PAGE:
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Poster F141

Deciphering Neural Choreography: Theta and High-Alpha Phase-Locking Dynamics Unveil Face Perception in Ambiguous Stimuli

Poster Session F - Tuesday, April 16, 2024, 8:00 – 10:00 am EDT, Sheraton Hall ABC

Nan Liu1, Ralph Weidner1, Qi Chen2, Gereon Fink1,4, Silvia Daun1,3; 1Forschungszentrum Jülich, Jülich, Germany, 2South China Normal University, Guangzhou, China, 3University of Cologne, Cologne, Germany, 4University Hospital Cologne, University of Cologne, Cologne, Germany

Previous studies have established phase synchronization as a fundamental mechanism for integrating local features into coherent perceptions. In this study, we employed a novel paradigm and dynamic graph analysis based on electroencephalography (EEG) to track neural dynamics associated with perceiving a face or not while keeping the stimuli identical. Thirty participants underwent a pretest to establish perceptual thresholds for detecting faces within images overlaid with visual noise. These thresholds were then applied in an EEG experiment with the same task, focusing on images with 50% and 75% detection probabilities. In the high-alpha band, we observed increased coupling (110-325 ms post-stimulus) between left occipito‐temporal and right parieto-occipital regions when an ambiguous stimulus was perceived as a face, indicating conscious face perception. Subsequently, the failure to perceive a face results in enhanced theta band phase synchronization between left and right occipito-temporal face-selective areas, along with increased high-alpha band coupling between left prefrontal and right occipito-temporal regions. The theta synchronization, which occurs earlier, may be linked to the ongoing assembly of individual pieces of facial information, while the later increased high-alpha coupling suggests potential top-down modulation on visuospatial attention for gathering more information. Additionally, we identified left lateralized prefrontal-occipital couplings in the theta band related to the informational content of the stimulus, irrespective of whether the inherent face was perceived or not. These findings reveal distinct temporal dynamics in phase synchronization at specific frequencies, indicating a specialized system for face perception during integrated information processing across the frontal and visual cortex, resolving ambiguities.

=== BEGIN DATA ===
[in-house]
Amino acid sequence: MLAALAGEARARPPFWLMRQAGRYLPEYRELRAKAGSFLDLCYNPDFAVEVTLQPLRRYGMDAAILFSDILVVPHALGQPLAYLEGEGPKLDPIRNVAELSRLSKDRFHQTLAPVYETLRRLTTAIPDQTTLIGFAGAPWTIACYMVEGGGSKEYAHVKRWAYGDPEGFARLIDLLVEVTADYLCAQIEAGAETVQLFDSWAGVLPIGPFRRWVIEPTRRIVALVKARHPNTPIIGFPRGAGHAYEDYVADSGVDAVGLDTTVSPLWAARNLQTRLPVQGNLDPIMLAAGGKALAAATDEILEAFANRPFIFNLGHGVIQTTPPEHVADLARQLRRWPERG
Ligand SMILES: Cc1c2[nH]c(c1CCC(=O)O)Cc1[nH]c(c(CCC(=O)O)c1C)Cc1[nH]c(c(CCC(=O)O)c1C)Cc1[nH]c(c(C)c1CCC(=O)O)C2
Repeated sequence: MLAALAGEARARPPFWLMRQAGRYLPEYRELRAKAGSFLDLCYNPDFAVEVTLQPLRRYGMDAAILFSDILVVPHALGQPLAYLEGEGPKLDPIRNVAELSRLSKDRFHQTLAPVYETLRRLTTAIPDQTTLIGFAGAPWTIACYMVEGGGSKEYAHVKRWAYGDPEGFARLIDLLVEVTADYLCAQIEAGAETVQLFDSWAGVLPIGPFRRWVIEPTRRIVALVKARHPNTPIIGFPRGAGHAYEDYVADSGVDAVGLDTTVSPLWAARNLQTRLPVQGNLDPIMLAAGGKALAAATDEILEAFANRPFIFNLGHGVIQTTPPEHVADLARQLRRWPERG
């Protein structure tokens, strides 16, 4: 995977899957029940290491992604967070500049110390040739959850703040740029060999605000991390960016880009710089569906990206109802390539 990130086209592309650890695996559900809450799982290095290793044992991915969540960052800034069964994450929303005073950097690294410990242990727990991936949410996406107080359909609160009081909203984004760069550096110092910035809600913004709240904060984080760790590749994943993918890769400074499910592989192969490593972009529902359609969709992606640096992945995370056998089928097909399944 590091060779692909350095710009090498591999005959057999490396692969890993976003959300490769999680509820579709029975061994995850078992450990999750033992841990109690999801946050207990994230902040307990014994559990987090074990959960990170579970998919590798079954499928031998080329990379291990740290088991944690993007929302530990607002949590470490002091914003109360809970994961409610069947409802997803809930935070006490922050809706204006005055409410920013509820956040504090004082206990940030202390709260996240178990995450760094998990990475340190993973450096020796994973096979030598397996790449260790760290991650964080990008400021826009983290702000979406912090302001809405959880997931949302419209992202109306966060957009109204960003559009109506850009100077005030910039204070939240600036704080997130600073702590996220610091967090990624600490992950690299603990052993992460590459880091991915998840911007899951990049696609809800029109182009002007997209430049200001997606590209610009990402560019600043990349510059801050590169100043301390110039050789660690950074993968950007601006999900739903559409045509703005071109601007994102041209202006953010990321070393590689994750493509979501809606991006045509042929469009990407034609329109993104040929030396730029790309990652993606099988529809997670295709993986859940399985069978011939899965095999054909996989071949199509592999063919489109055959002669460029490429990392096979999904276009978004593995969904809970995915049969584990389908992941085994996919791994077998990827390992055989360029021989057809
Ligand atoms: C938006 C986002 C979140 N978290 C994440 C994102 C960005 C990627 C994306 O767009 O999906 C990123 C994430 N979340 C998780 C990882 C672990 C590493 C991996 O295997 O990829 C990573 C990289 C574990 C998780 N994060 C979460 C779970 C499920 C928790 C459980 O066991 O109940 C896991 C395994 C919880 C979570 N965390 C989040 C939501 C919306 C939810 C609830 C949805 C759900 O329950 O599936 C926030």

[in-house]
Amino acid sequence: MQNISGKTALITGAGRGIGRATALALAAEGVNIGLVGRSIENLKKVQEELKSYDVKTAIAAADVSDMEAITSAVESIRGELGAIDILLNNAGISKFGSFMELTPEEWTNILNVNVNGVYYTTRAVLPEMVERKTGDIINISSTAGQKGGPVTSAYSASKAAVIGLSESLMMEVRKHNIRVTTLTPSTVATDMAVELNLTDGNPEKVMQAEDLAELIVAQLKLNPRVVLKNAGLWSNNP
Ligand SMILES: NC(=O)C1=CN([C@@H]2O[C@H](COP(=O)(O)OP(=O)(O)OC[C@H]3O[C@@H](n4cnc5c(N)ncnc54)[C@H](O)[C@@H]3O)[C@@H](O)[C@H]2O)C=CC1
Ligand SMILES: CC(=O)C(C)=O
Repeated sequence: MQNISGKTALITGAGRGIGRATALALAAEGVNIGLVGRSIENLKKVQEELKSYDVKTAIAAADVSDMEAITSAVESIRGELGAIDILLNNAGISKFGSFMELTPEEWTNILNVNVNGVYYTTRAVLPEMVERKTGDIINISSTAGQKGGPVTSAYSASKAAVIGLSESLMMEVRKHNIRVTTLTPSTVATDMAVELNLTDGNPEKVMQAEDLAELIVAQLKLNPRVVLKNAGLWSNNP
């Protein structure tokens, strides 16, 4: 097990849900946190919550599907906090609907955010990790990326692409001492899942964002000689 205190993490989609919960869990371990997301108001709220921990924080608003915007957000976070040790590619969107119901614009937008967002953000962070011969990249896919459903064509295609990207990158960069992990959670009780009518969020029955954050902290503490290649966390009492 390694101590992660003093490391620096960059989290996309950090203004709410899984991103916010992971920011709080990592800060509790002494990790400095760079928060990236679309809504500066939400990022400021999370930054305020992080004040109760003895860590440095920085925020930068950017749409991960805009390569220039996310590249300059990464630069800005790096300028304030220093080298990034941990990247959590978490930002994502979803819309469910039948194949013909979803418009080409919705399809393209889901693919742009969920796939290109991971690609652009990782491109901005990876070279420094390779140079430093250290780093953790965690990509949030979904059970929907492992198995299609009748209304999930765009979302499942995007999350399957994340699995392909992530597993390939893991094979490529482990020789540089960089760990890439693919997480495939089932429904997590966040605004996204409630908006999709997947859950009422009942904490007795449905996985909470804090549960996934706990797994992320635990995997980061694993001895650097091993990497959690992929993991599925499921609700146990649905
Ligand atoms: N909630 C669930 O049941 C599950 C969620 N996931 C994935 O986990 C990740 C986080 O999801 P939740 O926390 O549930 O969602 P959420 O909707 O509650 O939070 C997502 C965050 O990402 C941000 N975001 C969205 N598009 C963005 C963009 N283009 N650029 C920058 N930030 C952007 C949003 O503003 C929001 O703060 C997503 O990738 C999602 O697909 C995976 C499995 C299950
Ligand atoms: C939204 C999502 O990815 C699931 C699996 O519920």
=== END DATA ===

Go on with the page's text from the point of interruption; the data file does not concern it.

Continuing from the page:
Topic Area: PERCEPTION & ACTION: Vision


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April 13–16  |  2024